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The museum, IMAX and Pictureville are temporarily closed. Find out about our major transformation.

National Science and Media Museum to host showstopping science festival ahead of temporary closure

Bradford Science Festival returns from 23 May – 4 June with an unmissable lineup of hands-on experiences and live events.

The festival will be the last chance to visit the National Science and Media Museum before it temporarily closes from 5 June until summer 2024 as part of its £6m transformation.   

Thanks to National Lottery players, the major Sound and Vision project will create two new galleries, an additional passenger lift and an enhanced foyer space.  

Headlining Bradford Science Festival is Giant Leaps, an out-of-this-world immersive experience created by acclaimed choreographer Corey Baker, while BradLab and STEM City return to explore the amazing science happening locally and exciting career opportunities in science, technology, engineering and maths.   

Over the May half term (27 May-2 June), visitors will be able to get hands on with science, with opportunities to make their own chromotrope or see things up close in a microscope, along with special performances and dance workshops led by Corey Baker Dance and interactive science shows to explore the illuminating world of light.  

A big family weekend on 3 and 4 June will wrap up the festival. Festivalgoers will be able to take part in family activities and interactive workshops led by community partners, with special giant puppet performances and live drumming.   

During the temporary closure, the museum’s Cubby Broccoli and IMAX screens will also be closed, while Pictureville Cinema will remain open 7 days a week.  Visitors can experience the final installment of the popular Marvel series Guardians of the Galaxy Vol 3 in 2D and 3D on the region’s biggest and most immersive IMAX screen until 18 May. The hugely popular family-friendly IMAX 3D documentaries that explore Earth and space will also be screening until 5 June.  

Jo Quinton-Tulloch, Director of the National Science and Media Museum commented: “This year’s Bradford Science Festival will be even more special as it not only celebrates a fantastic programme but it also marks the last chance for our visitors to see the museum before our major transformation begins. On top of this, the museum will be celebrating its 40th birthday in June, which feels especially fitting as we enter this exciting new phase.”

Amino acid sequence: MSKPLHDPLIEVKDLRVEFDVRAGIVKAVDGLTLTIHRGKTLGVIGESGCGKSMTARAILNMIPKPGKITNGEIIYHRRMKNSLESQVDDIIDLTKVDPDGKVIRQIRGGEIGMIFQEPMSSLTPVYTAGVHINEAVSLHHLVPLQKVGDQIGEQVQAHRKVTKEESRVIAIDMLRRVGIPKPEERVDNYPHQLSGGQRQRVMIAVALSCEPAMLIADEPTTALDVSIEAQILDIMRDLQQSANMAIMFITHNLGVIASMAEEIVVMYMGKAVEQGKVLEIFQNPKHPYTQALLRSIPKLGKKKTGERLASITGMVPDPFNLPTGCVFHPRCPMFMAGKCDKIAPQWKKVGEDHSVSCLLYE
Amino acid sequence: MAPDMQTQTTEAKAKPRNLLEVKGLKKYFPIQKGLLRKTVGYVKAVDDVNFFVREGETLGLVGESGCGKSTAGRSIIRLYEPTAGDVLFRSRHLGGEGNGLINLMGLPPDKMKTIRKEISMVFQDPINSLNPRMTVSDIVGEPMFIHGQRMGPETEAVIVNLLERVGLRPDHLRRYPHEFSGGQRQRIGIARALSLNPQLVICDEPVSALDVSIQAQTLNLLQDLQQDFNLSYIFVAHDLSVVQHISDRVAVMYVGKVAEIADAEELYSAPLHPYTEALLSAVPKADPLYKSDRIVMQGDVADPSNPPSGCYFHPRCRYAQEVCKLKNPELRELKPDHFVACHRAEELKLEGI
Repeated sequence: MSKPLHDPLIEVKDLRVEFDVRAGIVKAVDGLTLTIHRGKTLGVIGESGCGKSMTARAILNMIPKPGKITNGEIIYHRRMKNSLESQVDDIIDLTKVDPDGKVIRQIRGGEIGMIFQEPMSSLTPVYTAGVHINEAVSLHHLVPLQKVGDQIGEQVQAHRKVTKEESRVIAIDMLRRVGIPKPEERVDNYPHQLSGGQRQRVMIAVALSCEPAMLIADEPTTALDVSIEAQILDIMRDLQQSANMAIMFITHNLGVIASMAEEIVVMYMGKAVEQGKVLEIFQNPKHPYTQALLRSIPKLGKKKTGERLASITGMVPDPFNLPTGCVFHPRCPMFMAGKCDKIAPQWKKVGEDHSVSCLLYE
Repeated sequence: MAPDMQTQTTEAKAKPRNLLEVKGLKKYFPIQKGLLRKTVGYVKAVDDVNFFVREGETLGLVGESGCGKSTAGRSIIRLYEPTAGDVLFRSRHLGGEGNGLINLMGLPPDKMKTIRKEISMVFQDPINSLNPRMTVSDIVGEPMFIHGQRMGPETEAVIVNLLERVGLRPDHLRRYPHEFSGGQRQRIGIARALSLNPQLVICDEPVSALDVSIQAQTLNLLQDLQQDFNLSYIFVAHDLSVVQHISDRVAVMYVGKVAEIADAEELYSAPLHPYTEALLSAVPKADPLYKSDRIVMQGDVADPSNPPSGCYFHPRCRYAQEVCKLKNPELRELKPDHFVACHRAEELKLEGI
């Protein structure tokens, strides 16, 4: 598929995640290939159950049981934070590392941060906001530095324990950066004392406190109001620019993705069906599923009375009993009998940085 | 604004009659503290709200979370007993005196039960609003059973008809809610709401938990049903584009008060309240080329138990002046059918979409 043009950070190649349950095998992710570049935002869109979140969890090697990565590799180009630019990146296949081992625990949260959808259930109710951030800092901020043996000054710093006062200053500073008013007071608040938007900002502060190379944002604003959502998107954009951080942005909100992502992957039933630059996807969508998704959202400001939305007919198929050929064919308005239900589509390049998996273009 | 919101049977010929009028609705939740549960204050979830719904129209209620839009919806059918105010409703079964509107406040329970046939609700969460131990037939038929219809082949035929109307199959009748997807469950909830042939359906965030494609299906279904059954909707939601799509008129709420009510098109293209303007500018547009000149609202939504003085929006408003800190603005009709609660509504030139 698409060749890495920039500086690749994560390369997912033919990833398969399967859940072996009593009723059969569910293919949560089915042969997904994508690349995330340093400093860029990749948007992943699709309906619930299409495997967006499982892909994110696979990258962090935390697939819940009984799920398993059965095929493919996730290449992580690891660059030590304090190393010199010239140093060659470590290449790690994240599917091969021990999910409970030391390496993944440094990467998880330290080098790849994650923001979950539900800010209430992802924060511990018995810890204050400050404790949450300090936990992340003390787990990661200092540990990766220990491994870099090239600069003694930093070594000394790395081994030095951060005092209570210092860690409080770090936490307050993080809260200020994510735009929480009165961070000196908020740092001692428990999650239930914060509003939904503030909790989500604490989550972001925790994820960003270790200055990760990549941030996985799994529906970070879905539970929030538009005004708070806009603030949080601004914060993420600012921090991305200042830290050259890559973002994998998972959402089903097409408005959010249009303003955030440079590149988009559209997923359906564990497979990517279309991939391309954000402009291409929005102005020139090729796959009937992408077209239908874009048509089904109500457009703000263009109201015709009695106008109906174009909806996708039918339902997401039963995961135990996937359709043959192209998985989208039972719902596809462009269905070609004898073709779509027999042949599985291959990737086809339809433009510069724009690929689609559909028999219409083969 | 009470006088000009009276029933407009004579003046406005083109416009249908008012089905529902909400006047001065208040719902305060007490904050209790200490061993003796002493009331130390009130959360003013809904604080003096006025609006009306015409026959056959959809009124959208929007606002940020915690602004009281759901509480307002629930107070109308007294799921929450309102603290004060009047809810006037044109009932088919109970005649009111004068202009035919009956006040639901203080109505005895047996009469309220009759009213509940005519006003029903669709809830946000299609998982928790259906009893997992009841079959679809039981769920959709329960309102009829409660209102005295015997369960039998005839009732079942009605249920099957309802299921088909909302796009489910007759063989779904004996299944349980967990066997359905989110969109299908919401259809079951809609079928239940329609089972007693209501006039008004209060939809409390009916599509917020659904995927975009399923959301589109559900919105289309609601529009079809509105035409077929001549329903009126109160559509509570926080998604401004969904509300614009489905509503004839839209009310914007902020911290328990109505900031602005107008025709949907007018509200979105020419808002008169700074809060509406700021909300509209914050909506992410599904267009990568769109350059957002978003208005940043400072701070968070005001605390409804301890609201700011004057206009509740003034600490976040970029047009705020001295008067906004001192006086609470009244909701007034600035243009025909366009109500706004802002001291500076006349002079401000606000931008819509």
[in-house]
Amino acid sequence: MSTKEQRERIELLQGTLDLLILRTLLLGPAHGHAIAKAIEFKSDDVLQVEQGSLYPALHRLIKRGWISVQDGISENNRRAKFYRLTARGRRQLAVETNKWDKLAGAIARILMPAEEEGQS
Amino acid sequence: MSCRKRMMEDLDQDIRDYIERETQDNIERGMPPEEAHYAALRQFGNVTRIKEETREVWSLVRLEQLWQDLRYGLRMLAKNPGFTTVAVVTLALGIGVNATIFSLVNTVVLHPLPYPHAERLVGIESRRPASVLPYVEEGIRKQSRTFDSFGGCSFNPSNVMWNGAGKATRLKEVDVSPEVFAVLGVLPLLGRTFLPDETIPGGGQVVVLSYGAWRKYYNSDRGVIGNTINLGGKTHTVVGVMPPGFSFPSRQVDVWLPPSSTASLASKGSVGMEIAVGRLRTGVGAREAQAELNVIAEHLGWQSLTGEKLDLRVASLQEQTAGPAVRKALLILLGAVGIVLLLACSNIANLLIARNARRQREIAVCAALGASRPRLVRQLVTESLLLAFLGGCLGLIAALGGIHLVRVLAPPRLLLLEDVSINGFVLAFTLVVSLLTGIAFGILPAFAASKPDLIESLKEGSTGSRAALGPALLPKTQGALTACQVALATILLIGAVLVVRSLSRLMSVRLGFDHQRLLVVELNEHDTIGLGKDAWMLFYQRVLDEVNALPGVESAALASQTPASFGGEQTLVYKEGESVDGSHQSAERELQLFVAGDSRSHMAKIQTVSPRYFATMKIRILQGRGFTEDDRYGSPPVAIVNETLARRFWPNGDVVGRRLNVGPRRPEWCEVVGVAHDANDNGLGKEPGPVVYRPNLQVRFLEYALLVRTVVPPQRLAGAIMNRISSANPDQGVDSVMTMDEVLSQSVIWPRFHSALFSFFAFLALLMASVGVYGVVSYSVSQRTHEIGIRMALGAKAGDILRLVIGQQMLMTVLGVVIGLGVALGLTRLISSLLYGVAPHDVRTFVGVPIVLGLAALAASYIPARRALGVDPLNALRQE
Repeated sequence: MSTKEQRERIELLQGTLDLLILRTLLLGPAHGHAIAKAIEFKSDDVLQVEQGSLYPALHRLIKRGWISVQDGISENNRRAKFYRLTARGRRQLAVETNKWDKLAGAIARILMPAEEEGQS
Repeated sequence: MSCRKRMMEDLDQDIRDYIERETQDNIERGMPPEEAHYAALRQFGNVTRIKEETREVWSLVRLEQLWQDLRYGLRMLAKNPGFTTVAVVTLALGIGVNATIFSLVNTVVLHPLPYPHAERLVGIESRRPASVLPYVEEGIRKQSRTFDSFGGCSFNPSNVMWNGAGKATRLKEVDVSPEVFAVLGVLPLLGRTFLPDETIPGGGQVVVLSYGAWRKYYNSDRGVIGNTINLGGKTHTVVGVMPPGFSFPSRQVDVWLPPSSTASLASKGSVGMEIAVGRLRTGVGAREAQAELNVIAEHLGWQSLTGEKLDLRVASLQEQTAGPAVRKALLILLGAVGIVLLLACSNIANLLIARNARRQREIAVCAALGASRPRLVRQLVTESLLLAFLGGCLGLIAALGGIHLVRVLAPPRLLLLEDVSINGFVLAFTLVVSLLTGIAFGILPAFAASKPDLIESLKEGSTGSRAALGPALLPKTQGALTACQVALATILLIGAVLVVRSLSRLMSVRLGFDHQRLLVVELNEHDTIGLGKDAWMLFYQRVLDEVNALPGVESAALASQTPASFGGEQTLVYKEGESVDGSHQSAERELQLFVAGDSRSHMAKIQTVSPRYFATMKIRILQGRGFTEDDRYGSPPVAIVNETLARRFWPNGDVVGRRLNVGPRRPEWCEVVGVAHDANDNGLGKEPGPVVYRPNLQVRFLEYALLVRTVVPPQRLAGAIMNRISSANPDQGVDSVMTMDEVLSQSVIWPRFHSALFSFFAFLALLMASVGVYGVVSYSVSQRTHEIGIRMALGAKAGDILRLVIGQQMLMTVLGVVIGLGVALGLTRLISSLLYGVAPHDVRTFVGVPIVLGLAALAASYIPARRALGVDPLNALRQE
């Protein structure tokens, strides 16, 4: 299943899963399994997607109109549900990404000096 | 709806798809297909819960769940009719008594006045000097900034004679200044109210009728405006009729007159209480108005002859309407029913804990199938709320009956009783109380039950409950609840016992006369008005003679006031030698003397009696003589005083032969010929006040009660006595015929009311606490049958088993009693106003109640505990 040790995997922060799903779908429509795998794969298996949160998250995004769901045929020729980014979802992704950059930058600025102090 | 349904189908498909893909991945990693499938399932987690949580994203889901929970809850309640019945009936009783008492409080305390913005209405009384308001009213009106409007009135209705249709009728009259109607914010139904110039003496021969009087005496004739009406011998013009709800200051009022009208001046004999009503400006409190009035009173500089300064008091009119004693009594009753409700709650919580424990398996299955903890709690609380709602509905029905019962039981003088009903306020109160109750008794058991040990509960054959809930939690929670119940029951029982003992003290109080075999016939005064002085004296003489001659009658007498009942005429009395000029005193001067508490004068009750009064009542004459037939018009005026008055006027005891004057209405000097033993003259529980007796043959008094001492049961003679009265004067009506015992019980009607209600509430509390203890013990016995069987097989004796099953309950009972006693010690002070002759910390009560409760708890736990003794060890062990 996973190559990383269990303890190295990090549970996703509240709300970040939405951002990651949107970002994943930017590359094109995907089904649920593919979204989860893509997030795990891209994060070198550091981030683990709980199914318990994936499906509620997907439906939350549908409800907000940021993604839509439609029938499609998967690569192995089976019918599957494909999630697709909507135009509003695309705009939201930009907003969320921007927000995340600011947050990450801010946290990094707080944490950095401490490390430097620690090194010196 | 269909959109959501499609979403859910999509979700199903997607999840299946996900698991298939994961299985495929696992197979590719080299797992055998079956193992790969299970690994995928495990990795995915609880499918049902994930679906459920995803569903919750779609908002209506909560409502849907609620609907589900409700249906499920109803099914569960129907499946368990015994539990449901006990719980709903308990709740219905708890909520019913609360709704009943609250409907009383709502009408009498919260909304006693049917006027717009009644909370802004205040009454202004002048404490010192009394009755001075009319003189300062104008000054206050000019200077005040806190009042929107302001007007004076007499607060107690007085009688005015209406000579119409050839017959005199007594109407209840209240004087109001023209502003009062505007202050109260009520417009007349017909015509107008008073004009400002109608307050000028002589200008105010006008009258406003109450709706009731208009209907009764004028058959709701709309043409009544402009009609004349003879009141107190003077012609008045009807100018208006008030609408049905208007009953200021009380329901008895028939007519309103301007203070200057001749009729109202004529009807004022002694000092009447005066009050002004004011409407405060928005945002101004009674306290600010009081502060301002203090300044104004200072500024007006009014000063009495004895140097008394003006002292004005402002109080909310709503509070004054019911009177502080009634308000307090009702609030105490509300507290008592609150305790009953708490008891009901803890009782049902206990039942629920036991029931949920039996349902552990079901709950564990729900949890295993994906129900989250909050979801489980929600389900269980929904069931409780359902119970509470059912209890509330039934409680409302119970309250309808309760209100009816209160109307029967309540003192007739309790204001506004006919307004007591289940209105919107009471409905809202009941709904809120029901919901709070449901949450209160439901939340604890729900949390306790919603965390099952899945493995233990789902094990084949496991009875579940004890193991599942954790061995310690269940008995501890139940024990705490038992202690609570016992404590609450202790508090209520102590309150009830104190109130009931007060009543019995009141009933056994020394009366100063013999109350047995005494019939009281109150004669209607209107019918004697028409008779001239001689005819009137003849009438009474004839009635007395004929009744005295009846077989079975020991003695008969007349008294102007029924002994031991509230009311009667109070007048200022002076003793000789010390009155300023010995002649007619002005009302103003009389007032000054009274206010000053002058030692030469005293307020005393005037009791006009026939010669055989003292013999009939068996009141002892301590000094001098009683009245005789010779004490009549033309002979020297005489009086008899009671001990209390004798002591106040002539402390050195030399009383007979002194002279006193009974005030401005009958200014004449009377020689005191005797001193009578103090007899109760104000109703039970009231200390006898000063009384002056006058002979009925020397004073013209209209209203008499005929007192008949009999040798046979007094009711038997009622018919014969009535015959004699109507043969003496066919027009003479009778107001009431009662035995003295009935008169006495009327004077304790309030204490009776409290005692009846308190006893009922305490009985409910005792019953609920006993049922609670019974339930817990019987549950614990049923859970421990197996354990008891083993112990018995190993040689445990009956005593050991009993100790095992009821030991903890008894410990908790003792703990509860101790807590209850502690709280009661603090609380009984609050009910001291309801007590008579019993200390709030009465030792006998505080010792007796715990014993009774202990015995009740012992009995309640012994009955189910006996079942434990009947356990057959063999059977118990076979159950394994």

The Sound and Vision project is a £6m capital investment, and in addition to funding received from The National Lottery Heritage Fund, the project also has support from the DCMS/Wolfson Museums and Galleries Improvement Fund 2022-24, City of Bradford Metropolitan District Council, and the Science Museum Group, which the National Science and Media Museum is a part of. 

For more information about Bradford Science Festival and to book free tickets, please visit:

For more information about cinema screenings and to book tickets, please visit:


Notes to Editors

Following the end of Bradford Science Festival on 4 June, the National Science and Media Museum will be temporarily closed to the public until summer 2024 to undergo major refurbishment. Pictureville Cinema and Bar will remain open 7 days a week. For more information and updates on re-opening, please visit or sign up for the museum’s newsletter.  

For more information, interviews or images, please contact Brittany Noppe, Senior Press Officer on or 01274 203356 

A media pack of hi-res images can be downloaded via this link:  

Bradford Science Festival has been generously supported by Associate Sponsors the Bank of England and the University of Bradford.  

The Sound and Vision Project is generously supported by the National Lottery Players and the associate funders the City of Bradford Metropolitan District Council and the DCMS/Wolfson Museums and Galleries Improvement Fund.  

About the National Science and Media Museum

The National Science and Media Museum in Bradford, West Yorkshire, opened in 1983, and has since become one of the most visited UK museums outside London. It draws on more than three million objects from its national collection to explore the science and culture of image and sound technologies, and their impact on our lives.  
The Museum creates special exhibitions, interactive galleries and activities for families and adults, and is home to three cinemas, including Europe’s first IMAX cinema screen and the world’s only remaining public Cinerama screen. Entry to the Museum is free.     

About the National Lottery Heritage Fund

Using money raised by The National Lottery, we inspire, lead and resource the UK’s heritage to create positive and lasting change for people and communities, now and in the future.   
Follow @HeritageFundUK on Twitter, Facebook and Instagram and use #NationalLotteryHeritageFund    
Since The National Lottery began in 1994, National Lottery players have raised over £43 billion for projects and more than 635,000 grants have been awarded across the UK. More than £30 million raised each week goes to good causes across the UK.

Thanks to National Lottery Players - Made possible with Heritag Fund. Associate funders: City of Bradford Metropolitan District Council, DCMS/Wolfson Museums and Galleries Improvement Fund